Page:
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The Byzantine Empire and its works of art are known for the tangled web of culture and technique that came together to create what we recognize as the iconic Byzantium style. They were heavily influenced by Greco-Roman and Egyptian cultures, selecting what they found important and implementing what they thought would drive their Christian narrative. Byzantium artists used Roman gods to represent Christian characters and had periods of renewed interest in their Greek naturalistic origins. During their time of power they mastered fresco technique, mosaics and icons with a new distinct style dominated church artistic expression, and created illuminated manuscripts and religious paintings that still influence the modern ecclesiastical works.

The crucible of cultures molded Byzantine artists. The mediums they chose and how they represented the narratives and subjects they revered was guided by Byzantium’s neighbors and predecessors. For example, the Acheiropoietic, meaning "made without hands," was inspired by Greek and Roman portrait panels via choosing to depict important or divine people and in such small-scale forms. The coffin paintings of the Byzantium period greatly resemble sarcophagi imagery from Egyptian tombs. The shape of the paintings and stylized features, though not always used in the same location, exhibit many similar characteristics. While not identical copies, Byzantium works pull from civilizations before and around them to create their own distinctive flair.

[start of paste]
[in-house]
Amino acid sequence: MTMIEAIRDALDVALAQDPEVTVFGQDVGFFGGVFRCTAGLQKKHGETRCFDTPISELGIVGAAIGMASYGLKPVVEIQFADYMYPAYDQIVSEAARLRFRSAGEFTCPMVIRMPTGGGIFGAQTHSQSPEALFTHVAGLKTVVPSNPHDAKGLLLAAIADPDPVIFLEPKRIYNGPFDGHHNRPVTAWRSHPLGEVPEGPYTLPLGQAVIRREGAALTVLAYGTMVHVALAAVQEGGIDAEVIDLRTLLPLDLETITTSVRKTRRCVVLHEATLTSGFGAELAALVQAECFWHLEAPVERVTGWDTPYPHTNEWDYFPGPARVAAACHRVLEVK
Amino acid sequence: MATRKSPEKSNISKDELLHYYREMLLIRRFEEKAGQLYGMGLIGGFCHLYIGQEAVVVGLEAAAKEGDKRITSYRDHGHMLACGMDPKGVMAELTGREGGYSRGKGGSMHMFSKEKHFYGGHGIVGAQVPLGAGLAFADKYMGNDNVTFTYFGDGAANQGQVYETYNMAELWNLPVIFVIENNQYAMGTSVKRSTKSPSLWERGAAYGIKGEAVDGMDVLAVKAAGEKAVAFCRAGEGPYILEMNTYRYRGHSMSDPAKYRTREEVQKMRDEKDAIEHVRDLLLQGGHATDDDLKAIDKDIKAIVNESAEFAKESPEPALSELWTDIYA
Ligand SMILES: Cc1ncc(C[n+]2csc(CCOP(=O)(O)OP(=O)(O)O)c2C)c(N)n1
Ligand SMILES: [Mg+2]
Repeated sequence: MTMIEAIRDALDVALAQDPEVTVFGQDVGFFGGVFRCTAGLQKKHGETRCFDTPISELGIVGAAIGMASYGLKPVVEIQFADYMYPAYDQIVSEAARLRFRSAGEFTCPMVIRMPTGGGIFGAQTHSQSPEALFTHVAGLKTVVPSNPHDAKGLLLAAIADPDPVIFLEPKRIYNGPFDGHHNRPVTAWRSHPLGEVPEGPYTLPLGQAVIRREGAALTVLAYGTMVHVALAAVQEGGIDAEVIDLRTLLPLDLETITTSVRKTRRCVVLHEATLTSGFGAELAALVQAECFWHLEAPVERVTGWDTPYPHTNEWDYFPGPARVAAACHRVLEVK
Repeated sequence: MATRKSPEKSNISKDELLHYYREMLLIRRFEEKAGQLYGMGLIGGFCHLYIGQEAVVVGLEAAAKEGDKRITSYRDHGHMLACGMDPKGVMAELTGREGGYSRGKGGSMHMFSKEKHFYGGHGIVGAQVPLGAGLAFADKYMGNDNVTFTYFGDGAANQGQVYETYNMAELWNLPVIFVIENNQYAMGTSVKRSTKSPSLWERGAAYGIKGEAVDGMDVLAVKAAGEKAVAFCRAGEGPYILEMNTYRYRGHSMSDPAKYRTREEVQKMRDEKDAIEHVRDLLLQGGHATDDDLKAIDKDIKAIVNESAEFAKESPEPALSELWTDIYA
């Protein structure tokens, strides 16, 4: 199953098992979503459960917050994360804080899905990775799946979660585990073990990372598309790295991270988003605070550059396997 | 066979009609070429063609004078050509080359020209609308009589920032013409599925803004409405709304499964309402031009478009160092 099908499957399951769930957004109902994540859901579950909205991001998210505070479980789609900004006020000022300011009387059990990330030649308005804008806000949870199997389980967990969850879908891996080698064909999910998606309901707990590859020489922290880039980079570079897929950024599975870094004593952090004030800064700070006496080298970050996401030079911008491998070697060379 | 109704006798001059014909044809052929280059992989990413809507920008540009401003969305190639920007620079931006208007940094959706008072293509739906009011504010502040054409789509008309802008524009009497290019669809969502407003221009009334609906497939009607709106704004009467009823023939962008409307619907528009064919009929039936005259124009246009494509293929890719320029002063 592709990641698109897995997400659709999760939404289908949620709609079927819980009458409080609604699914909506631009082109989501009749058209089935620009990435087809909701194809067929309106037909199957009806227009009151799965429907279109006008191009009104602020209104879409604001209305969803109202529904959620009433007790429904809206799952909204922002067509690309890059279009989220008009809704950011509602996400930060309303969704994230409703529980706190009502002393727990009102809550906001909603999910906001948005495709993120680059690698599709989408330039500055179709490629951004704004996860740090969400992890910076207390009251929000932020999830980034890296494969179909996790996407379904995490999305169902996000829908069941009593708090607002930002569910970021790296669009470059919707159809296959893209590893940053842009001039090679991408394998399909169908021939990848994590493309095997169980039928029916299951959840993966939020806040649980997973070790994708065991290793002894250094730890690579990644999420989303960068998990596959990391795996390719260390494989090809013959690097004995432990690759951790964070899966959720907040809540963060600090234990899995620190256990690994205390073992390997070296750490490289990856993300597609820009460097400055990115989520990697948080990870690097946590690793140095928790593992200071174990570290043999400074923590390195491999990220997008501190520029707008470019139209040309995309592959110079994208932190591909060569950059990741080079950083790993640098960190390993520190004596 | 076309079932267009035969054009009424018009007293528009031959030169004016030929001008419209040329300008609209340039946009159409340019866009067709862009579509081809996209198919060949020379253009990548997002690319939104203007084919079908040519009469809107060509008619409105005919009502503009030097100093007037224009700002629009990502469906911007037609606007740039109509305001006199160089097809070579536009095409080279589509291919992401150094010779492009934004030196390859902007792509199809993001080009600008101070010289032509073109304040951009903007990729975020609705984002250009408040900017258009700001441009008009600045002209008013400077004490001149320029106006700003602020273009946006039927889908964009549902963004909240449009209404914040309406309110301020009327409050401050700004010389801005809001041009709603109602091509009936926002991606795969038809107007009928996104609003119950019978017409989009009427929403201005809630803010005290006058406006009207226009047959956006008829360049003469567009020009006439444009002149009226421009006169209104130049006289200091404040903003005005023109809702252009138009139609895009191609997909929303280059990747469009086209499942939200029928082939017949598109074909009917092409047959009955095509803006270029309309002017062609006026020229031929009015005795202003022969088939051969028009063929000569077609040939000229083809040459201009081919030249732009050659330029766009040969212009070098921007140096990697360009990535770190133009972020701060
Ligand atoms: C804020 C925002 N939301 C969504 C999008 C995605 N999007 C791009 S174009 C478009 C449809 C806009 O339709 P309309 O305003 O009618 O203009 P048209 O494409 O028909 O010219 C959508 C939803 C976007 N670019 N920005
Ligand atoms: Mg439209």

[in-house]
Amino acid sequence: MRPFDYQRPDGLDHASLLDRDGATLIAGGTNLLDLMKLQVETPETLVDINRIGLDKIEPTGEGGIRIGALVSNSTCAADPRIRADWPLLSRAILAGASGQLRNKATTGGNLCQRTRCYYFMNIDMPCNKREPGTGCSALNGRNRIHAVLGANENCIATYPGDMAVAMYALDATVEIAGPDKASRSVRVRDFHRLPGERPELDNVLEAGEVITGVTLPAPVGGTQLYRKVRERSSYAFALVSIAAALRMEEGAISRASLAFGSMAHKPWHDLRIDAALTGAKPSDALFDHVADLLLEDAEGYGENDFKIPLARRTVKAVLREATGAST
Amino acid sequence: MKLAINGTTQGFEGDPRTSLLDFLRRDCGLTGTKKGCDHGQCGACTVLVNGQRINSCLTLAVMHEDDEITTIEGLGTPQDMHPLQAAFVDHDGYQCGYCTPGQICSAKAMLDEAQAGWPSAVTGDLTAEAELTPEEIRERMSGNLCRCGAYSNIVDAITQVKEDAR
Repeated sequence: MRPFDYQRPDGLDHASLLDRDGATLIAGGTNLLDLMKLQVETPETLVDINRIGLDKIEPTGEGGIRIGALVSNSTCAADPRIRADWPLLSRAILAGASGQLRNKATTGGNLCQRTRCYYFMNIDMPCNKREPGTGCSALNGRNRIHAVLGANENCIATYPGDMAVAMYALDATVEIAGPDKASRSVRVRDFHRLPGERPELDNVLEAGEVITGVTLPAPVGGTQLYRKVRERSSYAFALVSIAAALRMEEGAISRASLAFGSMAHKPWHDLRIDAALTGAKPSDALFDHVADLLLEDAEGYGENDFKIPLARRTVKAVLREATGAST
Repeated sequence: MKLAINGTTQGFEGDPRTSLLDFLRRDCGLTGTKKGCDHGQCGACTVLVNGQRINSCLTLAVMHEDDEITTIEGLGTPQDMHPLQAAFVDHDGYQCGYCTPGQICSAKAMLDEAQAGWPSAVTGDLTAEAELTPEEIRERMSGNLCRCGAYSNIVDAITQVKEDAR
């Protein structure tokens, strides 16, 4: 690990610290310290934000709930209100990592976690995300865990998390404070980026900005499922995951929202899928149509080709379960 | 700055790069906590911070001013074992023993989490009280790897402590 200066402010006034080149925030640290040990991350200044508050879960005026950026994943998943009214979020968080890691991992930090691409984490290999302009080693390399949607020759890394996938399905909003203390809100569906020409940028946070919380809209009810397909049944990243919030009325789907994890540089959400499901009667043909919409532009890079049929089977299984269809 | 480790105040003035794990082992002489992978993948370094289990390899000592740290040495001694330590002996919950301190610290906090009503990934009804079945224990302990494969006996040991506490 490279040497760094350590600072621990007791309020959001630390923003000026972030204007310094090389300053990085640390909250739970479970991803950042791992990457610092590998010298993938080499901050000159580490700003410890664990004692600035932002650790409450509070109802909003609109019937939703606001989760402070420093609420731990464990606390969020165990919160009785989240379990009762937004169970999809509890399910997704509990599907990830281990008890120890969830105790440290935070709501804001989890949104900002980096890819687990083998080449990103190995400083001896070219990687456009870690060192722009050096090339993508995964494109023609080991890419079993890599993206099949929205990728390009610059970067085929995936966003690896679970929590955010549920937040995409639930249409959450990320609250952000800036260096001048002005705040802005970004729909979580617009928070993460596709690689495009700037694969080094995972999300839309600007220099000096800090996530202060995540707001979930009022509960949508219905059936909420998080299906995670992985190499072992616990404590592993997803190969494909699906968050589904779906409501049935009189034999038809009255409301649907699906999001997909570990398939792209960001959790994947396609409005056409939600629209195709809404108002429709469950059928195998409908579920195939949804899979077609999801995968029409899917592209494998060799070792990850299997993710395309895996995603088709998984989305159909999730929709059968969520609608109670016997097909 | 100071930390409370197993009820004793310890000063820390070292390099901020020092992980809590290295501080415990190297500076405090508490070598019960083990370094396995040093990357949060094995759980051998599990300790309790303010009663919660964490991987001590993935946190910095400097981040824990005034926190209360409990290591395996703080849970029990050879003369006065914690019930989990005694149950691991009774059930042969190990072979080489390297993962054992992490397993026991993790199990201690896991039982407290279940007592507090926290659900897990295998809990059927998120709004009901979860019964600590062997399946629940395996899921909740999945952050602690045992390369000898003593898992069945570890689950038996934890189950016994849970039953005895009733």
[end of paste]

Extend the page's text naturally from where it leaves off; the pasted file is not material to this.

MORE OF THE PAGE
This melting pot of styles and ideas was also affected by the materials they were able to acquire. As trade became more established and widespread there was a noticeable development in the variety of goods available in the Byzantine Empire. One of those materials they obtained through trade was silk. It quickly became indicative of luxury and was highly coveted. The lack of amount circulating in society, as well as a lack of people with the knowledge to make it, elevated its status as a luxury good afforded by only the rich and higher-class members. 

The Byzantine Empire, stealing silkworm eggs from China, started their own production of silks that would be highly valuable, introducing the idea of a five-color silk. Other trade items include spices, incense and ostraka, pottery shards with writing, often in Greek. These goods would be traded along the Silk Road or by ships entering through the Red Sea. Marketplaces would be constructed in major cities such as the ancient city of Tedmor, modern day Syria, or Constantinople which would allow these merchants to pass along their goods and partake in the old art of trading. Merchants from places such as Egypt, Italy, the Middle East, and Turkey, all countries that coincide along the Mediterranean Sea would enter in this activity, spreading and exchanging their culture and textiles which would influence how the Byzantine Empire would produce their art, ‘borrowing’ many different aspects of different cultures to mold into their own.